Self-Harm ‘On The Rise’ In Jails
Rates of self-harming in prisons are increasing, a charity has warned. The Howard League for Penal Reform said there were 22,459 self-harm incidents in jails in England and Wales last year, up from 16,393 in 2003.
It found the 37% rise in four years outstripped the rate of increase in the prison population by four times.
But a Ministry of Justice spokesman said the rise was due to a new system which meant incidents were now more accurately recorded.
Howard League director Frances Crook put the rise down to the “overuse” of prison and overcrowding as a result.
She said: “I cannot stress enough that the level of distress inside prisons is so great and we cannot get these people transferred to mental health facilities.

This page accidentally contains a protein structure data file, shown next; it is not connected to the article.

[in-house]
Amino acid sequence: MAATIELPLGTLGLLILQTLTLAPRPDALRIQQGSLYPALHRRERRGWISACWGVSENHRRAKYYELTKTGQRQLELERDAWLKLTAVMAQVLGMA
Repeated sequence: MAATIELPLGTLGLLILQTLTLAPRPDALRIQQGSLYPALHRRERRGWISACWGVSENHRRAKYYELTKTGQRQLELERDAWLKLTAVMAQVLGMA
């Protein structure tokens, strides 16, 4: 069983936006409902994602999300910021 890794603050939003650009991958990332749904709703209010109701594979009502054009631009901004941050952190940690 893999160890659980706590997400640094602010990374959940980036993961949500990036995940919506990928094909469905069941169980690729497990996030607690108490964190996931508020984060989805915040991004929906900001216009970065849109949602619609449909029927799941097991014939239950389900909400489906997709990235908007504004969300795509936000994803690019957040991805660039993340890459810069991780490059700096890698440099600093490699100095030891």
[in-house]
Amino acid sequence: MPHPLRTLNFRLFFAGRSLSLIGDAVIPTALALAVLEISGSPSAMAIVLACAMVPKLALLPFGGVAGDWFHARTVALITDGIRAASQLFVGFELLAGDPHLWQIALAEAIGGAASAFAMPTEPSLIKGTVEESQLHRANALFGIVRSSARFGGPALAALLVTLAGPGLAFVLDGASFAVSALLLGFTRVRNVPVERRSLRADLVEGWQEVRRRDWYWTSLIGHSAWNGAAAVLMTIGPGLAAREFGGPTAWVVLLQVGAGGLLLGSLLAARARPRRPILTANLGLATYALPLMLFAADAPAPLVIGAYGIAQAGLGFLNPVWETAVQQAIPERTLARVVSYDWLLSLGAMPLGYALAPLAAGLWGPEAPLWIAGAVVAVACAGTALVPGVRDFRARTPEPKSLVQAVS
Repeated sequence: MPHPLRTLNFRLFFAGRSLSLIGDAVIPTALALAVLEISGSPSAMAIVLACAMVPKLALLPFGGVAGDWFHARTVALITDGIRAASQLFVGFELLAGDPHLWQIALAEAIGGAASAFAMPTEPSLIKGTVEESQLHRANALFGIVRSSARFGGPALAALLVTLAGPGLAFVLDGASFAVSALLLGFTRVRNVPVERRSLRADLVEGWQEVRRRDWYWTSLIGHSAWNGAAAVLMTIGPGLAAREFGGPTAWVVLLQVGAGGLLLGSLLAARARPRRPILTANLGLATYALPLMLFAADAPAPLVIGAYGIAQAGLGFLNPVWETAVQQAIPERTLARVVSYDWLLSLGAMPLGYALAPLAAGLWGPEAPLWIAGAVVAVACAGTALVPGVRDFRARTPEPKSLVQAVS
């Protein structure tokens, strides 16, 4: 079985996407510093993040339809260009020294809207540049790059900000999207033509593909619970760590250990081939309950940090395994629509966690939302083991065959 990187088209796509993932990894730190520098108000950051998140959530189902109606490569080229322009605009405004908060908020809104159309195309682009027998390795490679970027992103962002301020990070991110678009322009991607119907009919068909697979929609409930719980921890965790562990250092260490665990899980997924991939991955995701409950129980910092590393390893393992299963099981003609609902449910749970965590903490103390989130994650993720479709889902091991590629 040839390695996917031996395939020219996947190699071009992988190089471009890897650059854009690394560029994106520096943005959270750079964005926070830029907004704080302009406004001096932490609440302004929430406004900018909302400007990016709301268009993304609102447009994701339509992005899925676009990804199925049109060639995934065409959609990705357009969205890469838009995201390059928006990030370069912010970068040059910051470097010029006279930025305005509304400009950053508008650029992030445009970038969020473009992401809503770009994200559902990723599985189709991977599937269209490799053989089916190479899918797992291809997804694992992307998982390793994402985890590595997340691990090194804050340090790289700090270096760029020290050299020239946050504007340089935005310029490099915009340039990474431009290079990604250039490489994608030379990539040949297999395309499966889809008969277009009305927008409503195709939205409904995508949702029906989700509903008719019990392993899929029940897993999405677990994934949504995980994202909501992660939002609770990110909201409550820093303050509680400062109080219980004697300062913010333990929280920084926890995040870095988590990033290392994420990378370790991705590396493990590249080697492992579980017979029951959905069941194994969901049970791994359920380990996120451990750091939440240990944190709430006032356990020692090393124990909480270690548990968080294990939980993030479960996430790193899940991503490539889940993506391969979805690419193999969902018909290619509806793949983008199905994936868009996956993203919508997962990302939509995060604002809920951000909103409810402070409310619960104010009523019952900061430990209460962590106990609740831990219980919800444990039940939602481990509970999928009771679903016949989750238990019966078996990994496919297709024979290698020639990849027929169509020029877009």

“When men, women and children in jail cut themselves and otherwise assault their own bodies, it is not a cry for help. It is a scream.
“Warehoused temporarily in prison, many individuals are then released, only to reoffend and be returned to custody.
“Rotting in the chaos and squalor of overcrowded prisons simply serves to exacerbate problems and will most likely lead to more serious and frequent reoffending on release.”
As of Friday 11 April, the prison population was 82,003. The Prison Service’s “useable operational capacity” was said to be 82,545.
Self-injury rates among women inmates showed the largest increase, with a 48% rise in recorded incidents between 2003 and 2007, according to the Howard League.
A Ministry of Justice spokesman said the “significant” increase in the number of self-harm cases can be attributed to a more accurate recording of incidents.
“One per cent of prisoners are responsible for 25% of all self-harm incidents in the prison estate,” he said.
“The transfer or release of a number of prolific self-harmers can skew the figures enormously.”
He added that the Prison Service was working with all jails and the Department of Health to reduce the number of cases.